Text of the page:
Water Industry News
NYC DEP recommends home filters to Orthodox Jews
...is this Kosher?
June 1, 2004
NEW YORK -- A glassful of cold New York City tap water
It may be true -- and just in case, restaurants and bakeries operated
under Orthodox Jewish law were advised Tuesday to use filters that can
ensure water purity.
The problem: tiny harmless creatures called copepods. The little
organisms are crustaceans and therefore not considered kosher.
As stores in heavily orthodox Brooklyn reported a run on water filters
and rabbis considered whether additional measures were necessary, the
Central Rabbinical Council issued its edict for businesses.
"We have given out a ruling that they should filter their
water," said the council's Rabbi Yitzchok Glick. "We are still
in the middle of deliberations about exactly the issues and the Jewish
Under Jewish law, the eating of crustaceans -- aquatic animals with
skeletons outside their bodies, including shrimp, crabs and lobsters --
Rabbi Abraham Zimmerman, of the Orthodox Satmar sect, said the recent
discovery of the copepods was a small hardship, but he called on the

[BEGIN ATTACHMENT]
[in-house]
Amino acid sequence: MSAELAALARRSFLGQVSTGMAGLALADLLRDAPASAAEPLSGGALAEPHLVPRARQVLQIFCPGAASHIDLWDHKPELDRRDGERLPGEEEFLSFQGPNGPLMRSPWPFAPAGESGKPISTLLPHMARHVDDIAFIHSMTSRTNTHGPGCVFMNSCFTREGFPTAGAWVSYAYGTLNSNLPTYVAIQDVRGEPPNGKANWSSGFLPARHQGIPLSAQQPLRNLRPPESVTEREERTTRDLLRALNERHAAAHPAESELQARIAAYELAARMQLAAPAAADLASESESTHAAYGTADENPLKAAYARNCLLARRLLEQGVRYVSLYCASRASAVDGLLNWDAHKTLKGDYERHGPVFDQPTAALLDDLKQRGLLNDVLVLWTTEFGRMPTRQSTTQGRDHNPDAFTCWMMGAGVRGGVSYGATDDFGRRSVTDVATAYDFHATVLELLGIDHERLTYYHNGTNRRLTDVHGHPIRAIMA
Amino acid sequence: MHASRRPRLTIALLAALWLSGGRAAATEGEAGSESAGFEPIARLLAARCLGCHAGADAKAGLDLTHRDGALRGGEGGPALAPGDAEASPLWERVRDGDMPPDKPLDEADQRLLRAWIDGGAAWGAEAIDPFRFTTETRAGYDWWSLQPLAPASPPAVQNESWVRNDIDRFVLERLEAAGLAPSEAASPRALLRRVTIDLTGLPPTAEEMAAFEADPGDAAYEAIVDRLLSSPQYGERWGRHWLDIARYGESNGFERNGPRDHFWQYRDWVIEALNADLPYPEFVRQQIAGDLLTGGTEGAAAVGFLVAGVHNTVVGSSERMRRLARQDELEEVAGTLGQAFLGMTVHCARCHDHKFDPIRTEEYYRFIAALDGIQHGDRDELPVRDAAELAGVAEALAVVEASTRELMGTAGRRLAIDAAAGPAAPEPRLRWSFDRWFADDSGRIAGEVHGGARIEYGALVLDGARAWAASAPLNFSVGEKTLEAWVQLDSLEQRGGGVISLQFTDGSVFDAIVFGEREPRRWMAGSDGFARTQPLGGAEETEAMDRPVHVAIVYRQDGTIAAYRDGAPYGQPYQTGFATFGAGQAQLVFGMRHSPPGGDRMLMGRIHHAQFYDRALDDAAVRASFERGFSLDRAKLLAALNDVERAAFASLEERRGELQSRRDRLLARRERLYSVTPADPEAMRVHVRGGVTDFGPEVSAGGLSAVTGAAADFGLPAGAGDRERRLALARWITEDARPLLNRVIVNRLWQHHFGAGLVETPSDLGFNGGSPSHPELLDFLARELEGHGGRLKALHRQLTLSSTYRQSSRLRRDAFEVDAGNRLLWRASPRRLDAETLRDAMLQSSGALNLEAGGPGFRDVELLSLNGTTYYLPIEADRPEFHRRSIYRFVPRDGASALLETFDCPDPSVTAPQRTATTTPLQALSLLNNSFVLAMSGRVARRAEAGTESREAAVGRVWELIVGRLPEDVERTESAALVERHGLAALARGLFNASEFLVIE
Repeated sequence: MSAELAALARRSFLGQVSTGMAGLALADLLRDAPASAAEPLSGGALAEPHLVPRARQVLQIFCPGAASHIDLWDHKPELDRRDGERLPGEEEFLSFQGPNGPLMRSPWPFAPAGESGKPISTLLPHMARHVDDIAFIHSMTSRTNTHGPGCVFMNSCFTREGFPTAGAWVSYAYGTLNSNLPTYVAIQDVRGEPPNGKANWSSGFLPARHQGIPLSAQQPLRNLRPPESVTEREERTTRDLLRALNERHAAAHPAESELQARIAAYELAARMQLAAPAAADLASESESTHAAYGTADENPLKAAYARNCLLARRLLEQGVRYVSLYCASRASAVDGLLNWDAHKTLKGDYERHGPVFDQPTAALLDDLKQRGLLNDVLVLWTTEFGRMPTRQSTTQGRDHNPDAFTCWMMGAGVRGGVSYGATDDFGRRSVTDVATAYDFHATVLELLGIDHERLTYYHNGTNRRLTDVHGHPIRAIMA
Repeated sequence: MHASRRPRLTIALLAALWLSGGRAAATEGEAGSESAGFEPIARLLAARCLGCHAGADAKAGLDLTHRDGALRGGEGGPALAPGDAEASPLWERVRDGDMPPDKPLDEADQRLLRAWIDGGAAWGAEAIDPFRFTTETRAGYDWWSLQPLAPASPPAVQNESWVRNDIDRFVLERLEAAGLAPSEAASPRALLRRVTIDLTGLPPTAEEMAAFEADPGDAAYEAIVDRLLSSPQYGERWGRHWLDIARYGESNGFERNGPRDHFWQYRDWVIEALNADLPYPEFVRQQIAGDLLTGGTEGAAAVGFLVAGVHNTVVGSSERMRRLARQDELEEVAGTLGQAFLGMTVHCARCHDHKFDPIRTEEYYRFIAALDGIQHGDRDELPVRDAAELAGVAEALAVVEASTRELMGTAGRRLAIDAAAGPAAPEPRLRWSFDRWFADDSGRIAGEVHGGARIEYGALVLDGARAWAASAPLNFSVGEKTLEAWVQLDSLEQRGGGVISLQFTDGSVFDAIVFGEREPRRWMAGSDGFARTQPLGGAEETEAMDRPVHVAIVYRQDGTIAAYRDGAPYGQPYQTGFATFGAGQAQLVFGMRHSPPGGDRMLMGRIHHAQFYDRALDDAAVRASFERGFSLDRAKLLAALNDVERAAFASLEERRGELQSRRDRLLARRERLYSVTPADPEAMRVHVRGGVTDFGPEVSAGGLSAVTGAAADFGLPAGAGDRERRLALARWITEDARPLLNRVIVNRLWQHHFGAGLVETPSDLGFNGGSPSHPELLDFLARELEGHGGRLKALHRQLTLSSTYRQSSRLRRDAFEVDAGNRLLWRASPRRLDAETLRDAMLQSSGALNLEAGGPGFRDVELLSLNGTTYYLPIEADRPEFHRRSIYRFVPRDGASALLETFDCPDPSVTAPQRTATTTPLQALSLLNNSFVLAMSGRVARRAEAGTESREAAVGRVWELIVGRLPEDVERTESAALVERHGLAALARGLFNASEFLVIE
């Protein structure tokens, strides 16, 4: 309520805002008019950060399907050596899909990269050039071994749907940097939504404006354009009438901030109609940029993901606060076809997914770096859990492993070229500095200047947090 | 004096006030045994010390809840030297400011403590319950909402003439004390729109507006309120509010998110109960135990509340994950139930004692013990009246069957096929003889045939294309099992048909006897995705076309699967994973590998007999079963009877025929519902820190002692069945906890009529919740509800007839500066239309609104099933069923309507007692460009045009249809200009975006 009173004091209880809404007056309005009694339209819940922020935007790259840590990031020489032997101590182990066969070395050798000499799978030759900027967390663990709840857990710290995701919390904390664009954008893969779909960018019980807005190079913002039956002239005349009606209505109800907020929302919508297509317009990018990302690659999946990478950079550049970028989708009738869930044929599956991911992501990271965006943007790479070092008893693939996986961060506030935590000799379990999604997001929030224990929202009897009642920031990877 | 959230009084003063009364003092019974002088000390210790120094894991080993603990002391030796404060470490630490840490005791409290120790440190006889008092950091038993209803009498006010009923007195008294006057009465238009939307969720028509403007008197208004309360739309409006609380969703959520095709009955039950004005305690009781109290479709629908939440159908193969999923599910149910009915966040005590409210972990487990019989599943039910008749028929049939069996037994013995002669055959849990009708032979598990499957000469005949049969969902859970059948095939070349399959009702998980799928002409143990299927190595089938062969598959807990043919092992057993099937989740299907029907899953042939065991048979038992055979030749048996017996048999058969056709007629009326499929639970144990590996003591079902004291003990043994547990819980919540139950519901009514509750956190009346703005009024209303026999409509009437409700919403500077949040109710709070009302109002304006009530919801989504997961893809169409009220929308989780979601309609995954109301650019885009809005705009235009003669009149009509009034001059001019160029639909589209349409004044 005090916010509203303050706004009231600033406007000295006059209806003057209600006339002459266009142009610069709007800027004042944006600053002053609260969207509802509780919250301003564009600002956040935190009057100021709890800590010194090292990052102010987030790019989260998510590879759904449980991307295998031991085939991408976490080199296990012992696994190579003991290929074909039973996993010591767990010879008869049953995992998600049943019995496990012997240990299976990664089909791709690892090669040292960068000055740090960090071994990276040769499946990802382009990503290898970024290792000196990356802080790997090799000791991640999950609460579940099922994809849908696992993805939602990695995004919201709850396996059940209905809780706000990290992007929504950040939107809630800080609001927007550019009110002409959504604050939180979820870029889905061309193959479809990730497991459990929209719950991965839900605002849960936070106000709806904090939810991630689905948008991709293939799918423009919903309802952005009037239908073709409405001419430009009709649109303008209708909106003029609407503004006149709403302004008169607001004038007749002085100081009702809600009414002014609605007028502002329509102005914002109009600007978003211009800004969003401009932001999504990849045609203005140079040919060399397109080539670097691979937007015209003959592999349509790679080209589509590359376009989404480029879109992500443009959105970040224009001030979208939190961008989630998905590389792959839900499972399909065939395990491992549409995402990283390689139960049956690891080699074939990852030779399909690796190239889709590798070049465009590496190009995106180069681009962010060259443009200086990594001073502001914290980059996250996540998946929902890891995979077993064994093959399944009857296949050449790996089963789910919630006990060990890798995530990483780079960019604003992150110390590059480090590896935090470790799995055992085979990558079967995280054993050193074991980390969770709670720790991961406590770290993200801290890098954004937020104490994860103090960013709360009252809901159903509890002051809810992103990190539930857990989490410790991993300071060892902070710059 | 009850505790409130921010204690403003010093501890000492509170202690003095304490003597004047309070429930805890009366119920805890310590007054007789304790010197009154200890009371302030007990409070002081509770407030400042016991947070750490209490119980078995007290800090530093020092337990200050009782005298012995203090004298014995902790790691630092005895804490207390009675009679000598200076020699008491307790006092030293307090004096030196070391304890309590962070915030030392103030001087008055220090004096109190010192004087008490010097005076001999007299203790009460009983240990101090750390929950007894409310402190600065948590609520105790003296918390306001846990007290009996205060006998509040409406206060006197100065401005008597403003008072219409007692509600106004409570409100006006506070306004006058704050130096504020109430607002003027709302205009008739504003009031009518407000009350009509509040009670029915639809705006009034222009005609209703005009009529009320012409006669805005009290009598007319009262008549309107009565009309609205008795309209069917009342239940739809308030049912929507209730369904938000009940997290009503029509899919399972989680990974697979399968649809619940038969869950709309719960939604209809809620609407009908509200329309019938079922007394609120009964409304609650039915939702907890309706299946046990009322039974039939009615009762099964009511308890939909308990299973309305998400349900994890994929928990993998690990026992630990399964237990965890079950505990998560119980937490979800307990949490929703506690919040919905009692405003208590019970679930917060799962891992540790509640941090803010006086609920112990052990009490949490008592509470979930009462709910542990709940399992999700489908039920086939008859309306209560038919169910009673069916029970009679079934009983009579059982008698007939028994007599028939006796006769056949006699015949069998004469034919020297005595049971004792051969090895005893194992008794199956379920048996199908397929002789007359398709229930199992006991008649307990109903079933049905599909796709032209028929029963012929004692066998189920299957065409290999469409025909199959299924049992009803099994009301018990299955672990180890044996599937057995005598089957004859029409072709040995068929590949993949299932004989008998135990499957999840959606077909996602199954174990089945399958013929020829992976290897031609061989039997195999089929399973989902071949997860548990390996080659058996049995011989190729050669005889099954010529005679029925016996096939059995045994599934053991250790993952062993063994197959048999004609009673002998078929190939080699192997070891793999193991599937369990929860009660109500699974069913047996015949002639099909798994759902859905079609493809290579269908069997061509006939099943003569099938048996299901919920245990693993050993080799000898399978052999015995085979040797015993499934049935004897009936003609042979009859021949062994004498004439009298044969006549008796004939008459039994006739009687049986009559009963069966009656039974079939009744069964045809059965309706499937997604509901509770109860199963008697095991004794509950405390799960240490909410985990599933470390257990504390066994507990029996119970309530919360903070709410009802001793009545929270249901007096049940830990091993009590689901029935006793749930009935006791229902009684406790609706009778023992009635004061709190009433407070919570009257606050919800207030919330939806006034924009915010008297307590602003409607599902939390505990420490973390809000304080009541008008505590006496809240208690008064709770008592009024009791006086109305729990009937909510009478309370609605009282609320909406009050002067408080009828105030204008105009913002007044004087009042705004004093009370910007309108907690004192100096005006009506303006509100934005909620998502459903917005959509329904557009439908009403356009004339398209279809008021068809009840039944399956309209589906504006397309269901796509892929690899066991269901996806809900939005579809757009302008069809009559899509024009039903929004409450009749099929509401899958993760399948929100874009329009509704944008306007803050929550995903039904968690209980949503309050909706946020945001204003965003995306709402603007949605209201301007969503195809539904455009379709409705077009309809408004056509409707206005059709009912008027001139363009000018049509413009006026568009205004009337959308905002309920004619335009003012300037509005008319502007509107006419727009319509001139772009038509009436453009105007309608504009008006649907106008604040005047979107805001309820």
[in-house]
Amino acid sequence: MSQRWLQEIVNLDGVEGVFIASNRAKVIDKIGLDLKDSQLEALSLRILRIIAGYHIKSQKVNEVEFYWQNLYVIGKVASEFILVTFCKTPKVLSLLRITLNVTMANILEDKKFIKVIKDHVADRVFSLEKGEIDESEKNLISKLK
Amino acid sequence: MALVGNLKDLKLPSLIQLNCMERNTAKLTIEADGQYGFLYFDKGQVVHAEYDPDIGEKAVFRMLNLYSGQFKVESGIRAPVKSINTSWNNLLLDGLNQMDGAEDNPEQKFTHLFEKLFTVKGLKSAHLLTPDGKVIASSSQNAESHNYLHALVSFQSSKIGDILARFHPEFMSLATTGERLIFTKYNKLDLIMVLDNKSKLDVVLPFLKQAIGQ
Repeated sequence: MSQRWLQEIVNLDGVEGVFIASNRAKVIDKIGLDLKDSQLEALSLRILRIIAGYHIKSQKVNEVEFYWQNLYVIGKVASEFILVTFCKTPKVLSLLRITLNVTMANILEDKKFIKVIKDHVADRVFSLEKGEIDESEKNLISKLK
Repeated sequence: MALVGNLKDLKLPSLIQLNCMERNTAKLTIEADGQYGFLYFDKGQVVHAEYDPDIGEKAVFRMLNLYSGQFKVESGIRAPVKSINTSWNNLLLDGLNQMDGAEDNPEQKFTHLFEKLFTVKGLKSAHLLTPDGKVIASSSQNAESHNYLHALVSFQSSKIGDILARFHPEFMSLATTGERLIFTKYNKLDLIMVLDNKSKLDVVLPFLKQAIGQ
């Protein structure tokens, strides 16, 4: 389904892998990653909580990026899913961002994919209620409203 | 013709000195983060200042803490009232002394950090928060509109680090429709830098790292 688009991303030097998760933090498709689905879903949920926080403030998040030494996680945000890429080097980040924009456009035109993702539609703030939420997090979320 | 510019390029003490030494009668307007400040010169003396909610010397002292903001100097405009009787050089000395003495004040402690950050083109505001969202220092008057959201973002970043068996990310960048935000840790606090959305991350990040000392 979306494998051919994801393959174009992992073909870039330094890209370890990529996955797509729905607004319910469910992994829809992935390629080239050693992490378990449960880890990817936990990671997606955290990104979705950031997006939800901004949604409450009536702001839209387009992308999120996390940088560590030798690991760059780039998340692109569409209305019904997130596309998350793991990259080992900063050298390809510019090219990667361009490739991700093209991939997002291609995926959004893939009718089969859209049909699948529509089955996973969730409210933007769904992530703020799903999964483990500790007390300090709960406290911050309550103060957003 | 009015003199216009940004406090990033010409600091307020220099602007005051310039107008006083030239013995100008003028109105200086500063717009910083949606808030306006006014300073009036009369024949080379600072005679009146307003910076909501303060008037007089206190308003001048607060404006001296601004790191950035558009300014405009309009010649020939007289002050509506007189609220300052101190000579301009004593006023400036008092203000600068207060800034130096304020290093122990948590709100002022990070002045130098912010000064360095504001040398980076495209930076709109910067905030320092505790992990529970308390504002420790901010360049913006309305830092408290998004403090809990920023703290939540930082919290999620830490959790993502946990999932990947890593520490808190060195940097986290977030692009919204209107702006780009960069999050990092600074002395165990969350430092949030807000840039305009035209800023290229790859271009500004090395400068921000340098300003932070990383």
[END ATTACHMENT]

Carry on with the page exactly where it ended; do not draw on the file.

city to help in making its water kosher.
"We hope the city will do something to purify and filter the water
to accommodate a few hundred thousand Orthodox, observant Jews,"
But the Department of Environmental Protection, which runs the
reservoirs, said that the copepods are impossible to do away with and
that they deliver health benefits to the reservoir.
"When it comes to delivery, if there is a spike and you are not
comfortable with what you see in your water, all we can recommend is a
commercial filter, which will effectively filter them out," DEP
spokesman Charles Sturcken said.
Another Brooklyn rabbi, of the Lubavitcher group, said many religious
leaders were advising their Orthodox followers to buy water filters if
For those who can't afford filters, the water can be run through a
double cloth to remove the copepods, Zimmerman said.
The problem became known only two weeks ago in another dispute over
An Israeli company was accused by some customers of selling vegetables
contaminated with insects, a violation of kosher laws. The company
insisted the bugs were introduced when the vegetables were washed in New
Several Orthodox Jews then put the city's tap water under a microscope,
turning up the millimeter-long creatures. The ensuing flap was
particularly surprising, given New York's reputation for great-tasting
A recent Zagat survey found that seven out of 10 New York diners
preferred tap to bottled water.
City officials were adamant that the creatures posed no threat to
anyone's physical health, although the mental well-being of the Orthodox
community was another matter.
"Pertaining to households, if they have to filter the water, we
don't have an exact ruling at this point," said Glick.
Copyright © 2004, The Associated Press